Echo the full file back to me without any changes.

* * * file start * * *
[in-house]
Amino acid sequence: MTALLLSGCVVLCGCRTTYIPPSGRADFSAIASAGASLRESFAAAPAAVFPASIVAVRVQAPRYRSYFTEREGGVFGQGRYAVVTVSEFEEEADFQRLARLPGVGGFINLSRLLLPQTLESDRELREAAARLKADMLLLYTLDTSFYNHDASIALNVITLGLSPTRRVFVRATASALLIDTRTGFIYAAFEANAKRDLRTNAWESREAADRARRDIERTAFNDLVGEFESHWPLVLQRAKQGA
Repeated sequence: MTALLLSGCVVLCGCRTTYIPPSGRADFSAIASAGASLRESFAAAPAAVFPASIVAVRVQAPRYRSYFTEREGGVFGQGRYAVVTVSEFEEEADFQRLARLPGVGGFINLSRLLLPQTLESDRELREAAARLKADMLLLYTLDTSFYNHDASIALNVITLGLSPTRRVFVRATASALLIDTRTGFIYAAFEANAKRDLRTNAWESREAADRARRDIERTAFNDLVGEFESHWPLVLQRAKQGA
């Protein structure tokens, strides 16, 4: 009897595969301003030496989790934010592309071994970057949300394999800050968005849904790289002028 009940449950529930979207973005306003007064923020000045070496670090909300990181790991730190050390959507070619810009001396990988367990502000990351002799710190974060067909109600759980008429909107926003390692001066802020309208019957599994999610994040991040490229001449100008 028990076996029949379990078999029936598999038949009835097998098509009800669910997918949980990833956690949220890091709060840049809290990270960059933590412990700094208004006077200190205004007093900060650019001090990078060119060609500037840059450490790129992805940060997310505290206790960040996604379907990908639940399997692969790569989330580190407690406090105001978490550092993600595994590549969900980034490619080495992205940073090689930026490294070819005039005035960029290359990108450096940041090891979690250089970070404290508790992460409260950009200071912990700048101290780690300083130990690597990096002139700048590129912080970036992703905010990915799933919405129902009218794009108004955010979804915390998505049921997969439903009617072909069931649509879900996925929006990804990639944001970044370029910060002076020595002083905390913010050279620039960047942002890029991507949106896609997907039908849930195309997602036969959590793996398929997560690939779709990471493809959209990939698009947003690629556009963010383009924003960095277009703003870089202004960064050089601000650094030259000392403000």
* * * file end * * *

[in-house]
Amino acid sequence: MTALLLSGCVVLCGCRTTYIPPSGRADFSAIASAGASLRESFAAAPAAVFPASIVAVRVQAPRYRSYFTEREGGVFGQGRYAVVTVSEFEEEADFQRLARLPGVGGFINLSRLLLPQTLESDRELREAAARLKADMLLLYTLDTSFYNHDASIALNVITLGLSPTRRVFVRATASALLIDTRTGFIYAAFEANAKRDLRTNAWESREAADRARRDIERTAFNDLVGEFESHWPLVLQRAKQGA
Repeated sequence: MTALLLSGCVVLCGCRTTYIPPSGRADFSAIASAGASLRESFAAAPAAVFPASIVAVRVQAPRYRSYFTEREGGVFGQGRYAVVTVSEFEEEADFQRLARLPGVGGFINLSRLLLPQTLESDRELREAAARLKADMLLLYTLDTSFYNHDASIALNVITLGLSPTRRVFVRATASALLIDTRTGFIYAAFEANAKRDLRTNAWESREAADRARRDIERTAFNDLVGEFESHWPLVLQRAKQGA
């Protein structure tokens, strides 16, 4: 009897595969301003030496989790934010592309071994970057949300394999800050968005849904790289002028 009940449950529930979207973005306003007064923020000045070496670090909300990181790991730190050390959507070619810009001396990988367990502000990351002799710190974060067909109600759980008429909107926003390692001066802020309208019957599994999610994040991040490229001449100008 028990076996029949379990078999029936598999038949009835097998098509009800669910997918949980990833956690949220890091709060840049809290990270960059933590412990700094208004006077200190205004007093900060650019001090990078060119060609500037840059450490790129992805940060997310505290206790960040996604379907990908639940399997692969790569989330580190407690406090105001978490550092993600595994590549969900980034490619080495992205940073090689930026490294070819005039005035960029290359990108450096940041090891979690250089970070404290508790992460409260950009200071912990700048101290780690300083130990690597990096002139700048590129912080970036992703905010990915799933919405129902009218794009108004955010979804915390998505049921997969439903009617072909069931649509879900996925929006990804990639944001970044370029910060002076020595002083905390913010050279620039960047942002890029991507949106896609997907039908849930195309997602036969959590793996398929997560690939779709990471493809959209990939698009947003690629556009963010383009924003960095277009703003870089202004960064050089601000650094030259000392403000």